WaPo columnist E. J. Dionne, Jr. shares some insights on impeaching Trump: “There is nothing positive for Trump in the readout, which ratified House Speaker Nancy Pelosi’s decision to open a formal impeachment inquiry. “It’s interesting that the White House would release this thinking it would help the president,” Rep. Tom Malinowski (D-N.J.) said in an interview. “They’re so far down the path of corruption that they wouldn’t see how it implicates the president.”…That the Ukraine allegations abruptly and fundamentally altered the politics of impeachment means that House Democrats need to act in a precise, expeditious and disciplined way. Battles over who has jurisdiction over what, lengthy arguments over what should and should not be included in the articles of impeachment, personality clashes — none of these should complicate action on what is now a clear-cut case involving a deplorable abuse of power…This is why many swing-district Democrats who had been reluctant to endorse a path to impeachment are now open to acting…This new clarity of mission is why Pelosi’s announcement Tuesday came as such a relief. Democrats on both sides of the impeachment question were never in doubt about the depth of Trump’s venality, but they did not expect him to hand them so much ammunition to make their case. They dare not let internal politics get in the way of performing their duty.”
In his post, “If This Is Trump’s Best Case, The Ukraine Scandal Is Looking Really Bad For Him” at FiveThirtyEight, Nate Silver writes, “As far as polling evidence for how the public feels about Ukraine, there isn’t much of it, but there is some, and it isn’t great for Trump. A YouGov poll on Tuesday asked voters how they’d feel about impeachment if Trump “suspended military aid to Ukraine in order to incentivize the country’s officials to investigate his political rival”; 55 percent of voters supported impeachment in that case, 26 percent opposed it. The problem is that, so far, the delay in military aid has not been proven to be related to Trump’s requests of Zelensky on Biden.1 We don’t know how much that matters to the American public. Hopefully, pollsters will ask voters different versions of questions about impeachment over Ukraine that can test the importance of the quid pro quo. Meanwhile, polling from Reuters/Ipsos suggests that while relatively few Americans knew much about the Ukraine scandal before today, those who had heard of it were more supportive of impeachment.”
“More than half the House of Representatives support impeachment inquiry,” CNN Politics reports. “There are at least 218 House Democrats — according to a CNN count — who publicly stated support for impeachment proceedings. Rep. Justin Amash of Michigan, a former Republican who has since become an independent, has also called for an impeachment investigation, bringing the total number of representatives to 219, or just over half of the 435-member chamber…Reaching the halfway mark on this issue is a significant development as a majority of the House would be needed to vote to impeach the President in order to send the process to the Senate…there has been a surge in support — more than 75 House members in about three days — of launching such an inquiry… However, CNN’s count includes many Democrats who say they support an impeachment investigation but are still waiting for the results of the probe before deciding whether to finally vote to impeach Trump.”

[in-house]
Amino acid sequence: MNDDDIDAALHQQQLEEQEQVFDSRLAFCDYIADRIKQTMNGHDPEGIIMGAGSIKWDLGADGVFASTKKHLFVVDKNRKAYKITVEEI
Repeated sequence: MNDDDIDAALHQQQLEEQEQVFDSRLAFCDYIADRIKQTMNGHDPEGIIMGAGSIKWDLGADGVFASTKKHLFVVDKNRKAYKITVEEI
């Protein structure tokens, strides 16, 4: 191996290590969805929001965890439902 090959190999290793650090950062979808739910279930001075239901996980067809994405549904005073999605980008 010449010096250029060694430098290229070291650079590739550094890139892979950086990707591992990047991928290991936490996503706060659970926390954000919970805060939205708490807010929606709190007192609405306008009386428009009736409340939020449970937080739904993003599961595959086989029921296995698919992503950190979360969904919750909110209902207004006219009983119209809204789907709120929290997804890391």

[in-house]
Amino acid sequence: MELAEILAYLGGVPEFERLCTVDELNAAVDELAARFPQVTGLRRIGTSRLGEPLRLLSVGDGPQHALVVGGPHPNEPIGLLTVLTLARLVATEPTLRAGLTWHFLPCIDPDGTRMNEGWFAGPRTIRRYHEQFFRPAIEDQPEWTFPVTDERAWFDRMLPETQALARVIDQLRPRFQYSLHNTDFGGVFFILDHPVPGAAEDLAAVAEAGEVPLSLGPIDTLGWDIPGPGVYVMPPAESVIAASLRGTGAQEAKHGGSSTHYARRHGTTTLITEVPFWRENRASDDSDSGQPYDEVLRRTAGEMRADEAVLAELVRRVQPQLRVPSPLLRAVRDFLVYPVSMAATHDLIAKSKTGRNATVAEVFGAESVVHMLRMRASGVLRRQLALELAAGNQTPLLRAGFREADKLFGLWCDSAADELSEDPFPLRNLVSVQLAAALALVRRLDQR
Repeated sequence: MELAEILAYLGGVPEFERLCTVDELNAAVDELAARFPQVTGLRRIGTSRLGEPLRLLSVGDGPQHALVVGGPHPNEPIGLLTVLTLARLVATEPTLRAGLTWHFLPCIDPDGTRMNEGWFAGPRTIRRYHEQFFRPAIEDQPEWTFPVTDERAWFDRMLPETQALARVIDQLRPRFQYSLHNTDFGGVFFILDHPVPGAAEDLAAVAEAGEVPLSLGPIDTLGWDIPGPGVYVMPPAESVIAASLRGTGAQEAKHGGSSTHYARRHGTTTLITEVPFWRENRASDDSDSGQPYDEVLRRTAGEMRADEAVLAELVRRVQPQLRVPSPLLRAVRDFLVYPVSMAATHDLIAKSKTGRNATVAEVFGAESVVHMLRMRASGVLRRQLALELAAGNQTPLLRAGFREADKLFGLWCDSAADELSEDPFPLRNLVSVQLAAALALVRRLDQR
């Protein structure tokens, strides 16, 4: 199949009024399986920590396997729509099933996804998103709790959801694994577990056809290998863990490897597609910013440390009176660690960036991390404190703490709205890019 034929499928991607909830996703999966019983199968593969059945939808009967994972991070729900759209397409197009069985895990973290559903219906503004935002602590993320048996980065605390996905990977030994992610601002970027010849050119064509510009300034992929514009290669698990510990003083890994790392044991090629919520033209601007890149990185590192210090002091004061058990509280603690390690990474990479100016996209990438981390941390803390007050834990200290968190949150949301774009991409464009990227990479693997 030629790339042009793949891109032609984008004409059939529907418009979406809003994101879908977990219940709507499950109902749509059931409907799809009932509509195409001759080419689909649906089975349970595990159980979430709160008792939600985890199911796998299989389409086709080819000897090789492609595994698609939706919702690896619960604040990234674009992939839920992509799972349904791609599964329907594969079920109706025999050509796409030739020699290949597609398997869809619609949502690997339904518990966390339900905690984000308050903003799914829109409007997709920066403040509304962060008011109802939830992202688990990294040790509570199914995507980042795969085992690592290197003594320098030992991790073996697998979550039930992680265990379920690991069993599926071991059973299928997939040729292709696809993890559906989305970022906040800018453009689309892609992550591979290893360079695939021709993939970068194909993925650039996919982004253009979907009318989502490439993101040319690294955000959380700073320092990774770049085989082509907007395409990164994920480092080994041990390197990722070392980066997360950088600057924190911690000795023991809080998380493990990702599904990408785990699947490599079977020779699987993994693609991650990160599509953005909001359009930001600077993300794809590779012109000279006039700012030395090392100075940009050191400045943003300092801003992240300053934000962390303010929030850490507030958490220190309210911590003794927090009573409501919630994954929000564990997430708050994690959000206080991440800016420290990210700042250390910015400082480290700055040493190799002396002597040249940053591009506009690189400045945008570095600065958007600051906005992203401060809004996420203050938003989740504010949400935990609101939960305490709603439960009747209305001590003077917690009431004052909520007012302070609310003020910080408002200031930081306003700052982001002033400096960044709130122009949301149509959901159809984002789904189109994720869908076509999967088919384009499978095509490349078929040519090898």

NYT columnist Thomas B. Edsall makes the case that “economic decline was — and is — a compelling factor in generating conservative hostility to social and cultural liberalism.” Edsall mines data from scholars writing at Brookings, the Journal of Experimental Social Psychology and the European Journal of Social Psychology, to conclude that “The relative material deprivation of many Republican voters that continued into the first two years of the Trump administration reinforces their sustained dedication to Trump, even as the regions of the country where they disproportionately live fall further behind.” In addition, “Conversely, the exceptional success in 2018 of Democratic House candidates in well-to-do, highly educated, formerly Republican districts suggests that Democrats gain from prosperity.” And “As the 2020 election approaches, we can expect Trump not to be deterred by the prospect of impeachment. He will embrace it…he is willing to gamble on his ability to profit from a climate of chaos and threat, to rely on ever-present sense of crisis to fortify and expand his base.”
Sean Collins has “5 questions Attorney General William Barr should answer about Trump’s call with President Volodymyr Zelensky” at Vox. Collins writes that “Barr’s statements to Congress, particularly those he gave during May testimony about his handling of the release of the Mueller report, have many Democrats concerned the attorney general will attempt to shield the president from inquiries — including a recently launched impeachment inquiry — into potential wrongdoing and that he will refuse to investigate the allegations Trump faces.” The questions include: “1. Did President Trump discuss a Biden-Ukraine investigation with Barr?…2. Did William Barr mislead Congress?…3. Is the Department of Justice protecting Trump?…4. Does William Barr believe a president is above the law or immune to outside scrutiny?…5. Will William Barr recuse himself from upcoming DOJ investigations?”